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Viola betonicifolia

Viola betonicifolia
Viola betonicifolia

Mountain Violet, Showy Violet

Viola betonicifolia Sm.

The genus Viola is large with over 400 species worldwide. The majority of these grow in temperate parts of the northern hemisphere with only 11 species occurring naturally in Australia. One of these, Viola betonicifolia, occurs over much of the moderate rainfall areas of eastern Australia, extending from Tasmania to Cape York. It also occurs in Papua-New Guinea. Several exotic species have become naturalised.

distribution mapPlants are often found in damp, shaded forest habitats, but they may also occur in more open sclerophyll forest or on grassy hillsides, growing well on cleared land not heavily grazed. Plants occur singly although clusters are more common. Individual plants have a tufted appearance growing from 5-40 cm high depending on local conditions. When found in an exposed situation, plants may die down to a perennial rootstock, particularly during a severe winter or drought.

Viola betonicifolia will often set seed without obvious flowering, the plant producing some small, self-pollinating flowers that never open. This phenomenon is known as cleistogamy. Normal flowers are also produced. Plants flower prolifically, especially in spring. Flowers are usually 2 cm across and held singly above the foliage on slender stems. The colour may vary from pale purple to violet, fading with age. Leaves are 3-30 cm long, with a long petiole and a leaf blade resembling an arrow head.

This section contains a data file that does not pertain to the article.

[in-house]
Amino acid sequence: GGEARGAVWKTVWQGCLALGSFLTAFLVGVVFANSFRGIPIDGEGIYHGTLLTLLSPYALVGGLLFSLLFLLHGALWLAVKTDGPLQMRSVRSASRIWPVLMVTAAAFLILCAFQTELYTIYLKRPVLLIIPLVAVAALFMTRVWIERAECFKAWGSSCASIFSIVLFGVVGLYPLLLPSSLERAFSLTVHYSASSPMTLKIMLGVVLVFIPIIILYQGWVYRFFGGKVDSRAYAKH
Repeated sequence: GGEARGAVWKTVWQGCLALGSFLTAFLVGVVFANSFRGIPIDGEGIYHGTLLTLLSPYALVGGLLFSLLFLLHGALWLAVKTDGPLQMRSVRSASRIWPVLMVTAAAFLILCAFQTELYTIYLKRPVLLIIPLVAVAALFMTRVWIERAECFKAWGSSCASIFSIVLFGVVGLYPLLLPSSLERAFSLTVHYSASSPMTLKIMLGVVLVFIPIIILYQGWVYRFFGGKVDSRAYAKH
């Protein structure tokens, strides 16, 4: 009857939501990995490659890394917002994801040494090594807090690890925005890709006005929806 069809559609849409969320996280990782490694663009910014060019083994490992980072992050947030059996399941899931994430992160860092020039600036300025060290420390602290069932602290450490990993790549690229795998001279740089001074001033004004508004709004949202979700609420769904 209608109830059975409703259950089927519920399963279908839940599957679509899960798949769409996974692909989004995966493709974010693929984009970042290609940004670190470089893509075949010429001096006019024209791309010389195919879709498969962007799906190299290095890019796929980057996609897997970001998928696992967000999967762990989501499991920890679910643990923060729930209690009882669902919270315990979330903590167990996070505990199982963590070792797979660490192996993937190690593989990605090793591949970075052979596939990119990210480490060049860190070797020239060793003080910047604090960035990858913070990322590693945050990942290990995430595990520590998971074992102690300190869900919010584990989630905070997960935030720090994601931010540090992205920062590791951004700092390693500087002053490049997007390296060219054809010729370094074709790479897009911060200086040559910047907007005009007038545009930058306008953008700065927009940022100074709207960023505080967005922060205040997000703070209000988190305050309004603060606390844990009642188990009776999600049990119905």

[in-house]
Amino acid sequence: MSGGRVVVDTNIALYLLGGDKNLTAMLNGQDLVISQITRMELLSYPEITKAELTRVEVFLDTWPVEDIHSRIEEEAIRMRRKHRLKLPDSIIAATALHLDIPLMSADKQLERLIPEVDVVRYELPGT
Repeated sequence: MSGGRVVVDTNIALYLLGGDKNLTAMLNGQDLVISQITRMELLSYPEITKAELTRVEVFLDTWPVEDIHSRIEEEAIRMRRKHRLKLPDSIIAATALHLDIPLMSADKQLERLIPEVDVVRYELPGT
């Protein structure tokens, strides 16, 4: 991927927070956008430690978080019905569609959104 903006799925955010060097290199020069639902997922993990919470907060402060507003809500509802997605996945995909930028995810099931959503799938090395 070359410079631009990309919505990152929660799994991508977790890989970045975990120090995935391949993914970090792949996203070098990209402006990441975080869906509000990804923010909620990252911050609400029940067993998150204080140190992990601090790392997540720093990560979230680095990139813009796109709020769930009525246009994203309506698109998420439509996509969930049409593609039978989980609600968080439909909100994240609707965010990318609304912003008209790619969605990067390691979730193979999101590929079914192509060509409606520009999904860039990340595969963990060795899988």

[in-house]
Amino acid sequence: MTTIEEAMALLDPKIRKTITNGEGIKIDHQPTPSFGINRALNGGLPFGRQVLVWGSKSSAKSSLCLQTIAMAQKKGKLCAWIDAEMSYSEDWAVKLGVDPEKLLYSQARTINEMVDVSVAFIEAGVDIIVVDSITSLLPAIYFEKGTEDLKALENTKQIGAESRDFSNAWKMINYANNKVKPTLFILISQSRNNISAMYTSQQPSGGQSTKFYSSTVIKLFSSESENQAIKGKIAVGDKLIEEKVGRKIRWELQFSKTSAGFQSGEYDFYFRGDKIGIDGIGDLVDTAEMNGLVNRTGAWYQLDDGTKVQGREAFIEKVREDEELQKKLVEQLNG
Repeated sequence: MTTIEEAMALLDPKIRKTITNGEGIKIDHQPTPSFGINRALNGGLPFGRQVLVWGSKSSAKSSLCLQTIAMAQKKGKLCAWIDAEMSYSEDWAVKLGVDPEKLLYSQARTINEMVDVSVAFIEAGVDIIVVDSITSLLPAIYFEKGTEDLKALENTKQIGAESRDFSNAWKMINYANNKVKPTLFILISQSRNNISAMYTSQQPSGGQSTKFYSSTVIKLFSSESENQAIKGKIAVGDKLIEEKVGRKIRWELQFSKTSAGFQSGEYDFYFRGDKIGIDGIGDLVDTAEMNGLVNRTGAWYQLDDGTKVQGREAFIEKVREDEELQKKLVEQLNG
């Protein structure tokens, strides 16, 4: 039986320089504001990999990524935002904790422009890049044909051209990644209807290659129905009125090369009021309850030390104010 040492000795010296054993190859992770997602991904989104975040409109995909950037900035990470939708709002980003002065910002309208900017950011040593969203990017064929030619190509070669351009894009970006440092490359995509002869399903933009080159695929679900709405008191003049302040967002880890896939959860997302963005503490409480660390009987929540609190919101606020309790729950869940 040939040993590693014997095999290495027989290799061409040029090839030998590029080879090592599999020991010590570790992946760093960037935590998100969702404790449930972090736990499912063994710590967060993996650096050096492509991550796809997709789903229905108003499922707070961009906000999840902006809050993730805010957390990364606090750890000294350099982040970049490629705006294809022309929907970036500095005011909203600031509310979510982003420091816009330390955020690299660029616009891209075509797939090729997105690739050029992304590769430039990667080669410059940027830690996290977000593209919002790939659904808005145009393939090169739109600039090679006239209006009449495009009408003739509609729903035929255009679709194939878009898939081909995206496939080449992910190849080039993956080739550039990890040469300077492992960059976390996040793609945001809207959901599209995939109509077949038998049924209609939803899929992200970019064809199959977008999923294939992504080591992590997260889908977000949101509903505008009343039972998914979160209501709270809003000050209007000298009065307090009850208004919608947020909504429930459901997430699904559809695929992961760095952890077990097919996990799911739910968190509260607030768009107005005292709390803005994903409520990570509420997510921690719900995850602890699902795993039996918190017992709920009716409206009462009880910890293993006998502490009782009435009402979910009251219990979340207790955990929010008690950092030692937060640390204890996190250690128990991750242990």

As with many plants with a wide natural distribution, best results are often obtained by growing a local form or one from a location similar to the area in which it will be cultivated. New plants can be grown easily from seed that may be available on cultivated plants throughout the year. Like other Viola species, once a plant is established in the garden self-sown seedlings appear around the mother plant in a short time. Division of large plants during winter and the use of root cuttings are other possible methods of increasing limited stocks or maintaining selected forms.

Pests and diseases have not been observed although it is suspected that earwigs cause some damage by eating flowers.

A rockery is an ideal site for Viola betonicifolia and it can be used to advantage in small pockets of fairly deep soil where the thickened main root can establish.

Text by Peter Ollerenshaw, ANBG (1981)


Name meaning: Viola betonicifolia

Viola - the Latin name for the Violet flower;

betonicifolia - from Betonica, a genus of plants now included in Stachys; and folia from the Latin for leaf, alluding to the leaves being similar to those of Betonica

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